Acorn TV's newest original series Harry Wild is an Irish mystery set in Dublin that is both fast-moving and fun. Retiree Harry Wild and her teenage sidekick Fergus Reid make a great crime-solving team, and star Jane Seymour’s portrayal of a strong, aging woman who is not going gentle into the dark night of retirement is thrilling. Two new episodes will arrive on the streaming service each Monday, through April 25.
Episode 1: When Harry Met Fergus
Harry—short for Harriet—Wild (Jane Seymour) drinks too much, is sarcastic and mouthy, has few social filters, and is given to inappropriately-timed grammatical corrections in conversations. You either love her or can’t wait to get away from her. She’s a literature professor at Trinity College, Dublin, and, as the series begins, is giving her final lecture before retirement. Her students, upon whom she rains insults, gaze at her adoringly. The class is followed by a farewell booze-up with her colleagues, and Harry rewards herself by taking a new professor home.
But the next day, reality dawns. She’s hungover, which doesn’t help. What on earth is she supposed to do with her life now? Garden, clear out the attic, write a novel, drink? She’s already bored.
Across town, there’s a very nasty scene. A body lies on a carpet surrounded by candles in a dark room. We don’t know whether he’s dead or alive. In the background, another man tends to a meticulously detailed model of the same scenario. He stands, approaches with a weapon, and a heavy blow indicates that the prone figure is now almost certainly dead.
At a secondary school in Harry’s neighborhood, a burned-out teacher attempts to interest his class in Wuthering Heights. But class troublemaker, smart, mouthy Fergus Reid (Rohan Nedd) shows what a hopeless task the teacher has.
Harry decides to go shopping, since hers is the sort of house with plenty of alcohol but little food, and is mugged by Fergus. Her son Charlie (Kevin Ryan), an officer of the Garda, learns his mother has been injured and invites her to recuperate with his family. Since wife Orla (Amy Huberman) would rather rip off her own head than host Harry, it’s not clear how this decision was made, but it's obvious that no one is happy about it. Harry commits several grandmotherly gaffes: she smokes in the house, uses her teenage granddaughter Lola’s childhood pottery effort as an ashtray, and then asks Lola if she can acquire some marijuana. She needs it to relax, she tells the family, particularly since she’s left her vibrator at home. Her son almost chokes at this bit of information.
Snooping around the house at night, Harry finds Charlie’s case files. The victim has been identified as Leonard Walsh, a homeless man who served time for child abuse. Literature, Harry believes, tells us why, and she recognizes clues in the death scene as being inspired by a Shakespearian-era revenge tragedy, Calabras, in which an artist goes on a killing spree followed by the kidnap of an actress.
Harry would never admit it to her family, but she is shaken by the attack, and when she returns home decides that handy household implements—knives, a rolling pin—are inadequate as protection. She buys a taser from a shady character in her local pub. The pub TV is airing news about the search for a missing young woman, Kayleigh Connor (Tara Egan-Langley). Recalling the plot of the obscure Elizabethan play, she wonders if possibly the two cases, a murder followed by kidnapping, could be linked.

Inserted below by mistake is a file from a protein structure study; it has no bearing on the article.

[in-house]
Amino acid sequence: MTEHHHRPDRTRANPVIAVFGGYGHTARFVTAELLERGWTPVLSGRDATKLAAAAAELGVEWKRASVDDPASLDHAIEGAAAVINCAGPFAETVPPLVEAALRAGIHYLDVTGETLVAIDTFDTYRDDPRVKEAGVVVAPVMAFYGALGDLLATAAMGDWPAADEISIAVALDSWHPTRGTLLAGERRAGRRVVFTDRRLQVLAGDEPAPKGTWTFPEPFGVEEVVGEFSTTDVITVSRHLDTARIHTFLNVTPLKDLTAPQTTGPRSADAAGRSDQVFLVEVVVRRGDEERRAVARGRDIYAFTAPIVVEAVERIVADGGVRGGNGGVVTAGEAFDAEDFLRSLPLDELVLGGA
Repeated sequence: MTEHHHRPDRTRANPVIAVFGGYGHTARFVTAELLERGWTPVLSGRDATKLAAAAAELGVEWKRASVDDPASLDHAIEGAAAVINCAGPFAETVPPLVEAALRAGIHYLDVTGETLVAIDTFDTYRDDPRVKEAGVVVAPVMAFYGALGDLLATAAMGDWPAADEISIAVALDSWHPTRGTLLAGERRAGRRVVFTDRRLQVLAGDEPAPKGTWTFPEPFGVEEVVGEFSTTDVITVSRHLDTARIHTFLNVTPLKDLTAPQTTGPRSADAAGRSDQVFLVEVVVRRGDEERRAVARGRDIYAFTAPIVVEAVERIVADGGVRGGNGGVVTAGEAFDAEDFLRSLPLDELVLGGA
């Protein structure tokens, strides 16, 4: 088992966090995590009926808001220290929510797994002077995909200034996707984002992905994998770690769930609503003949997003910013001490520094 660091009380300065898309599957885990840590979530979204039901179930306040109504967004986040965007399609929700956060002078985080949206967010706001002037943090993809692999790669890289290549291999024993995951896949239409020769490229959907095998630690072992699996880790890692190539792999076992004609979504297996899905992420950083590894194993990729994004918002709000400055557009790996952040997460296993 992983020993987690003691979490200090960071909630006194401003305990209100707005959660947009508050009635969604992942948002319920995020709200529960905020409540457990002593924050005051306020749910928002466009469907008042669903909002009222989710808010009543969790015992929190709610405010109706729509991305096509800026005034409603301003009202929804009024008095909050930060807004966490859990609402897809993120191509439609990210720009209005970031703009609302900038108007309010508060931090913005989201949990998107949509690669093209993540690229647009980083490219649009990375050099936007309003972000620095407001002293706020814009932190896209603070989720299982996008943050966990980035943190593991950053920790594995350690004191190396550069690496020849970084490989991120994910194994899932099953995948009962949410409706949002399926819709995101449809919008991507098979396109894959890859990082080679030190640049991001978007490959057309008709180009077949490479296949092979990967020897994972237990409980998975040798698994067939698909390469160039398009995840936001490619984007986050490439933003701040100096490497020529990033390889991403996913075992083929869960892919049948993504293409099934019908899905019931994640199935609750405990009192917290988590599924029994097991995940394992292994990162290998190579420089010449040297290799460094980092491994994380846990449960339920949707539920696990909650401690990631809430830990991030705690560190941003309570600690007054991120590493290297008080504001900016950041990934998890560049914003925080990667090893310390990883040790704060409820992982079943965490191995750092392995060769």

She interrupts a social evening Charlie and Orla are hosting, attended by his boss Glen Talbot (Paul Tylak) and other Garda bigwigs. Charlie pushes her out of the house and refuses to listen to her theories. Harry visits the father of the missing woman, masquerading as the Commissioner of the Guard, and learns that Kayleigh had aspirations to become an actor. She was briefly a member of a failed amateur dramatics group that fell apart financially. Visiting the group’s deserted theater, Harry learns that the stage manager committed suicide but that the set designer Colin Fountain (Jim Roche) is still around. And bingo, they were planning to stage Calabras.
Charlie meanwhile is furious with his mother and tells her to "do old lady stuff” and keep out of his cases. Besides, his team have arrested a suspect, who, it turns out, is innocent, but he doesn’t tell Harry that.
Harry turns her attention to Fergus, her mugger who she notices on the street and stalks him. He is surprisingly sweet to his little sister and then visits the cemetery, carrying flowers. Fergus is mourning his grandmother and not expecting to be tasered, or receive a lecture. Harry is intrigued by him––he doesn’t seem like a criminal, and she wants her wallet back.
Fergus shows up at her house with the wallet and Harry hires him to help her solve the case, to pay her back for the missing cash. She takes him to Colin Fountain’s house to keep watch while she searches for Kayleigh, whom she’s convinced is inside. The house is temporarily empty and unlocked, and Harry finds Kayleigh chained to a bed upstairs. But Colin (who had left a few minutes before), returns, chloroforms Harry, and chains her up too. Colin can’t figure out Harry––she’s too old to be in the Garda, too English. As villains tend to do, he admits he killed the stage manager and made it look like suicide, as well as Leonard Walsh; there may have been a spot of cannibalism, too. But then he gets serious and approaches her with an electric drill.
Just in time, Fergus comes to the rescue with Harry's taser. Fergus and Harry leave the scene as Charlie and his team take over, and she tells him she’s going to make a man of him––that is, she’s going to tutor him. It’s what she does. How will this relationship work out?
Episode 2: Samurai Plague Doctors Kill for Kicks